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I haven't touched C for years but need to compile some C source code for Windows 7 64. The source comes with a makefile. Can someone please recommend a C compiler with make?

PS:

The make file:

POSTFIX="_amd64"
CC = CC="cc -Wall"
RANLIB=RANLIB="ranlib"
INSTALLDIR=/usr/local/bin
LIBINSTALLDIR=/usr/local/lib

VERSION=4.12
DATE=10/10/10

PROGRAMS=bib2xml ris2xml end2xml endx2xml med2xml isi2xml copac2xml \
    biblatex2xml ebi2xml wordbib2xml \
    xml2ads xml2bib xml2end xml2isi xml2ris xml2wordbib modsclean

all : FORCE
    cd lib; make -k $(CC) -k $(RANLIB); cd ..
    cd bin; make -k $(CC) -k VERSION="$(VERSION)" -k DATE="$(DATE)"; cd ..

clean: FORCE
    cd lib     ; make clean ; cd ..
    cd bin     ; make clean ; cd ..
    cd test    ; make clean ; cd ..

realclean: FORCE
    cd lib     ; make realclean ; cd ..
    cd bin     ; make realclean ; cd ..
    cd test    ; make realclean ; cd ..
    rm -rf update lib/bibutils.pc

test: all FORCE
    cd lib    ; make test; cd ..
    cd bin    ; make test; cd ..

install: all FORCE
    cd lib ; make -k LIBINSTALLDIR=$(LIBINSTALLDIR) install; cd ..
    sed 's/VERSION/${VERSION}/g' packageconfig_start > lib/bibutils.pc
    @for p in ${PROGRAMS}; \
        do ( cp bin/$$p ${INSTALLDIR}/$$p ); \
    done

package: all FORCE
    csh -f maketgz.csh ${VERSION} ${POSTFIX}

deb: all FORCE
    csh -f makedeb.csh ${VERSION} ${POSTFIX}

FORCE:
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I like GnuWin32. You can use its make with any compiler. –  pmg May 12 '11 at 13:43

5 Answers 5

up vote 9 down vote accepted

Since everyone here is oblivious to your clear 64-bit statement, I'll give a correct answer:

  1. If the makefile is an Nmake makefile (and thus the source code is written in C89 which is compatible with Microsoft Visual C), you can install the Windows SDK, open an SDK command prompt from the start menu (use setenv /x64 or something to target x64 Windows). cd to your project's directory, and run nmake.

  2. If the Makefile is a MinGW makefile, you will need mingw-w64's toolchains targetting Win64 (note I/they also provide 32-bit toolchains). I recommend my latest Personal Build (rubenvb). Unzip the file somewhere, open a command prompt, do set PATH=C:\path\to\unzipped\mingw64\bin;%PATH%, cd to your projects directory, and run mingw32-make.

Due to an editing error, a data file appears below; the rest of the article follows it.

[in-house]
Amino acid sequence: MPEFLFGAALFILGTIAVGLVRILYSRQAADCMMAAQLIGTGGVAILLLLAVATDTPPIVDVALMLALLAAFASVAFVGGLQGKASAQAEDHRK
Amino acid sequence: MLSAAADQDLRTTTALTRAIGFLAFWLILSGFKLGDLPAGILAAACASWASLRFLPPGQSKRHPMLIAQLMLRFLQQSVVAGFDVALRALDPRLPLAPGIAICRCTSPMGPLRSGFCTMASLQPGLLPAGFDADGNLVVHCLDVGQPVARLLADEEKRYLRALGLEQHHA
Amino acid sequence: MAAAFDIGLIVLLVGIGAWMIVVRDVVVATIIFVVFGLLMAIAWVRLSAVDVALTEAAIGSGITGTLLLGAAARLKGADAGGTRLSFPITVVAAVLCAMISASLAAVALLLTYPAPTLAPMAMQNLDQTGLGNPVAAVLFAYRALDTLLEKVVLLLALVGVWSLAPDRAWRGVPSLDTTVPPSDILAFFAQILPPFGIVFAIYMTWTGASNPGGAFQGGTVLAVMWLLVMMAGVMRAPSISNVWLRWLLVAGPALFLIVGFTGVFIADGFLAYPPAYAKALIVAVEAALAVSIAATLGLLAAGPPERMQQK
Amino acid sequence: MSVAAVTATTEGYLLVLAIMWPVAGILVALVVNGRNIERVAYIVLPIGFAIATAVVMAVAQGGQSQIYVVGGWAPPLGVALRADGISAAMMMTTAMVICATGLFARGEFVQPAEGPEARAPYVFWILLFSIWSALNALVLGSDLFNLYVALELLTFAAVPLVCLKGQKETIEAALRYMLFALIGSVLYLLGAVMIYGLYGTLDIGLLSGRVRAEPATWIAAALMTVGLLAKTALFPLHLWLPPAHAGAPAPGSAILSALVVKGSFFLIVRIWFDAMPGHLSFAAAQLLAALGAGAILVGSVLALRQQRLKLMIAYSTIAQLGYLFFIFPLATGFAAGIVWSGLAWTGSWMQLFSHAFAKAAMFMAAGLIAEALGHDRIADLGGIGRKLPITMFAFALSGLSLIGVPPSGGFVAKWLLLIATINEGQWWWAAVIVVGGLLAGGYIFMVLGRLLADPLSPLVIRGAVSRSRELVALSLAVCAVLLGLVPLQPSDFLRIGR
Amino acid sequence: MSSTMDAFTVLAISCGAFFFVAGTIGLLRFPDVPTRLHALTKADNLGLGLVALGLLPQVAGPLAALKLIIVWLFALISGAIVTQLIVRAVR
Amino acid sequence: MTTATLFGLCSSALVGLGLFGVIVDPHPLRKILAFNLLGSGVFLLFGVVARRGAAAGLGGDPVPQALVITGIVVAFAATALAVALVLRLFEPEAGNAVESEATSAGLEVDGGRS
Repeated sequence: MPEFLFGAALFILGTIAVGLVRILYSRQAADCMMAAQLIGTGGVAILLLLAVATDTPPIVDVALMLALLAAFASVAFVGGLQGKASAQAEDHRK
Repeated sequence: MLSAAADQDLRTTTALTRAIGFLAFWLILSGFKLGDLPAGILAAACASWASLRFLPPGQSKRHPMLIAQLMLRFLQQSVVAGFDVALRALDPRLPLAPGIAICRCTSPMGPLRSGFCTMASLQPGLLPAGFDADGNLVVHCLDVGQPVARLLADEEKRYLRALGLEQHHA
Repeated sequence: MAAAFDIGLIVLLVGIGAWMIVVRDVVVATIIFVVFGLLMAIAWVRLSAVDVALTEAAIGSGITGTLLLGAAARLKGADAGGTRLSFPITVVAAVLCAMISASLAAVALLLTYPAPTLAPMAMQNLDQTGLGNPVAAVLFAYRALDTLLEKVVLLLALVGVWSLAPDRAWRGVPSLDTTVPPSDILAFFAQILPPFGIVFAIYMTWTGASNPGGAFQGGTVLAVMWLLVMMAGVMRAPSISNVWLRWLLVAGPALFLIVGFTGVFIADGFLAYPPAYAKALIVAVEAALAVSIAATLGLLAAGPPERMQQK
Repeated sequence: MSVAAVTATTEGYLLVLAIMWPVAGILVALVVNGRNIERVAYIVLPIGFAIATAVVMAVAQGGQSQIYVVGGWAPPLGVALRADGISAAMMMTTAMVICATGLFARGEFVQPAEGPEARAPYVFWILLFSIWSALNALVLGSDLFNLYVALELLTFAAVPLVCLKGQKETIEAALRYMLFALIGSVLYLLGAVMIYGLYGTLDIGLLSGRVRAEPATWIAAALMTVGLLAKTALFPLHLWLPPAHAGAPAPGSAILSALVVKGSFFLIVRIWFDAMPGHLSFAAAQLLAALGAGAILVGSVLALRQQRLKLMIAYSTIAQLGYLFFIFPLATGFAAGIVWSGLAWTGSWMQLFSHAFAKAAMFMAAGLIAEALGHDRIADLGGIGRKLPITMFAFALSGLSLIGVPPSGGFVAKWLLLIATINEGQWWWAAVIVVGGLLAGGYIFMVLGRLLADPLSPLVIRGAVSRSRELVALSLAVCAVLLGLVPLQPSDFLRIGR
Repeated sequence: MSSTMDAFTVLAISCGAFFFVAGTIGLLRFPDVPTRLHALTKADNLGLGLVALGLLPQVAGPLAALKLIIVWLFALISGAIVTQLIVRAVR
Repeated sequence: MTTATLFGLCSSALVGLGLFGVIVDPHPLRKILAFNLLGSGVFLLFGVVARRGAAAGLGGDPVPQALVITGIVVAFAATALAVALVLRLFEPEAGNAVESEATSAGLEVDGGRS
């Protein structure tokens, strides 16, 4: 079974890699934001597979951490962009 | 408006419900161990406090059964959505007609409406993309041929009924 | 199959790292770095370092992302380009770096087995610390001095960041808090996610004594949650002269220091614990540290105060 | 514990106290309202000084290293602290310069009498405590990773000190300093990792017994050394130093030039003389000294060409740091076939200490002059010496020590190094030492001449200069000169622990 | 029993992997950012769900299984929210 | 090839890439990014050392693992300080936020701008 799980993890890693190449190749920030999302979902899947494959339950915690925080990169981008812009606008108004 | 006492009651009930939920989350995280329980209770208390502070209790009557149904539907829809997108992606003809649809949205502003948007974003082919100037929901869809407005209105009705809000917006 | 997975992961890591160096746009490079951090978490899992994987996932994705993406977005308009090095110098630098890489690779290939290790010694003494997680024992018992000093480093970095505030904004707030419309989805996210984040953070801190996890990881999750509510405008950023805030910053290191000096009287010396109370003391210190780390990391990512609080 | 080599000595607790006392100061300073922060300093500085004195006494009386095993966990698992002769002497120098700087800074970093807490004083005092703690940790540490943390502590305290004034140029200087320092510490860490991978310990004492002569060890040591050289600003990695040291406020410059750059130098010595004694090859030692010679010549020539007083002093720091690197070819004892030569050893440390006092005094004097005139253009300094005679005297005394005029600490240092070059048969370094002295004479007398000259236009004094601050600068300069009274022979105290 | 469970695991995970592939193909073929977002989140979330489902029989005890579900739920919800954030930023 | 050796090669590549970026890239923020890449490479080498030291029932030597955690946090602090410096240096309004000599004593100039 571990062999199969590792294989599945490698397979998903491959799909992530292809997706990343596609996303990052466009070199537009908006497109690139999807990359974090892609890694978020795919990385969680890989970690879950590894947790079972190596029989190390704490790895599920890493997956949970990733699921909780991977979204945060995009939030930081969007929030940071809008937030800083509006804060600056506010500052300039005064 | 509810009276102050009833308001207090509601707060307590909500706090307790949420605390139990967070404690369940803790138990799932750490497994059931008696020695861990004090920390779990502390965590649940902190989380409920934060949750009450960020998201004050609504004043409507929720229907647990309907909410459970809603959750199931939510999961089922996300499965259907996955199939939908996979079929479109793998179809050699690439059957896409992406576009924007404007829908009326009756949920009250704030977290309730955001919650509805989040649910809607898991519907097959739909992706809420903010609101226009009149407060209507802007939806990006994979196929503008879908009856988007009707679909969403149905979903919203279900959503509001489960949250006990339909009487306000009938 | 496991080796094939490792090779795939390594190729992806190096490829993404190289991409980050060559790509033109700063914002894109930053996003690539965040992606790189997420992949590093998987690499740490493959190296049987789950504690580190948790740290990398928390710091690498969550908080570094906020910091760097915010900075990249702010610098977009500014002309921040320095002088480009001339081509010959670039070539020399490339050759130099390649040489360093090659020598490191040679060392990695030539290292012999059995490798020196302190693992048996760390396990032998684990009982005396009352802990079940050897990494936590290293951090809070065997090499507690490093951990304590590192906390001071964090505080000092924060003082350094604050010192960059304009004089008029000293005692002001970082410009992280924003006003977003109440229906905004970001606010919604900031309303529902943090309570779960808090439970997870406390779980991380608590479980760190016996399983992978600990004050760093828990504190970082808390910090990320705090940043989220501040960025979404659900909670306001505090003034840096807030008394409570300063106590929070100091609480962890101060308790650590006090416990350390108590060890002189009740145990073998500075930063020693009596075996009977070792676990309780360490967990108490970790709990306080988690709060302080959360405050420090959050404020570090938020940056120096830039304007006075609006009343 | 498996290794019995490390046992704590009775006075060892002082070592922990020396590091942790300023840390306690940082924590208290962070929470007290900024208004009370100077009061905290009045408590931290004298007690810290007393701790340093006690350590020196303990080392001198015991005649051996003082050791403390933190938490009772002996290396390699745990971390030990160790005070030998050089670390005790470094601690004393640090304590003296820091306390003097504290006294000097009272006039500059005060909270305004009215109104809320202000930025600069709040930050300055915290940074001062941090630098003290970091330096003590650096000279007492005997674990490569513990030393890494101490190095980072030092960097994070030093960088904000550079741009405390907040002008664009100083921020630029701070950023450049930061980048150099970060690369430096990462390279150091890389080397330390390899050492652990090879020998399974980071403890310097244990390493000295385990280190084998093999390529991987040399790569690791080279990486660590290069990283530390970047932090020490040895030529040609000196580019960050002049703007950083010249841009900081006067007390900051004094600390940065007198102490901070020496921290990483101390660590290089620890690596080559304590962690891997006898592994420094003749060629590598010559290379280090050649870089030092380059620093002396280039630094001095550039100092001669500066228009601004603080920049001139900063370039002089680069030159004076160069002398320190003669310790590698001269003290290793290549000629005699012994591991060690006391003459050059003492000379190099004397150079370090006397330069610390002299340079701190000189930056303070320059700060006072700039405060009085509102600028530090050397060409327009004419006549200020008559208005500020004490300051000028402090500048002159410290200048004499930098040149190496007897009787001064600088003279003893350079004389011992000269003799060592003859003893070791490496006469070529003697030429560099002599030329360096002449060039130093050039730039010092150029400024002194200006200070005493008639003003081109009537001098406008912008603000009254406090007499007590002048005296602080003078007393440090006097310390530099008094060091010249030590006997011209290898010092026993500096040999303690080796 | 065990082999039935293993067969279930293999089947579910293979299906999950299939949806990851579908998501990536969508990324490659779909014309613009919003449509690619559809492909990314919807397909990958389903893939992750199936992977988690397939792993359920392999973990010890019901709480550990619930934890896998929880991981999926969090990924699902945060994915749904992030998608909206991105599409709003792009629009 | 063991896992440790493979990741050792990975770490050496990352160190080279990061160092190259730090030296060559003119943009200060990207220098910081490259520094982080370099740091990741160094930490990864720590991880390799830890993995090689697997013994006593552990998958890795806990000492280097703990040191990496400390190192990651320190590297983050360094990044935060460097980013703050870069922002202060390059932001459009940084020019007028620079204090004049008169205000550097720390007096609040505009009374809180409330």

3. If the Makefile is a unix/MSYS makefile, you'll need a nice MSYS collection. First though, get the above toolchain. Unzip MSYS somewhere, doubleclick the msys.bat and do export PATH=/c/path/to/unzipped/mingw64/bin:$PATH, cd to your projects directory, and run make.

  4. If the project uses UNIX functionality (like fork() or other UNIX system calls), there's currently no way on earth to get a 64-bit application/library out of that. You'll need to use 32-bit Cygwin, install it's compiler, and link with the Cygwin dll. This is not recommenden as there is a performance and license penalty.

These are the three ways of compiling a C source file for 64-bit Windows (+1 32-bit only) with free tools.

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Thanks for that. I have added the make file (see PS). Given this which of your points does apply? Thanks! –  csetzkorn May 13 '11 at 11:20
    
I'd try the MSYS one (number 3). There's sed and csh. The first is in the MSYS package I linked, the second I don't know, see and try. –  rubenvb May 13 '11 at 16:55
    
Thanks. I set the path but get: "make[1]: cc: Command not found". mingw does come with gcc do i have to edit something. some linux sites wrote that cc is only used if there is no gcc ... any ideas? Thanks. –  csetzkorn May 16 '11 at 8:45
    
You will need to edit your makefile so that CC="gcc -Wall" and hope it works. You might have to rename csh to sh or bash, but I don't know if that is necessary or will work even if you replace that. –  rubenvb May 16 '11 at 12:26
    
excellent great this worked –  csetzkorn May 18 '11 at 9:05

You could use Visual C and look at nmake

see: How to use makefiles in Visual Studio?

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You could try MinGW to have makefiles similar to GCC ones.

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Have a look at http://www.cygwin.com/

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Code::Blocks comes with a built in Mingw environment, which should handle makefiles just fine.

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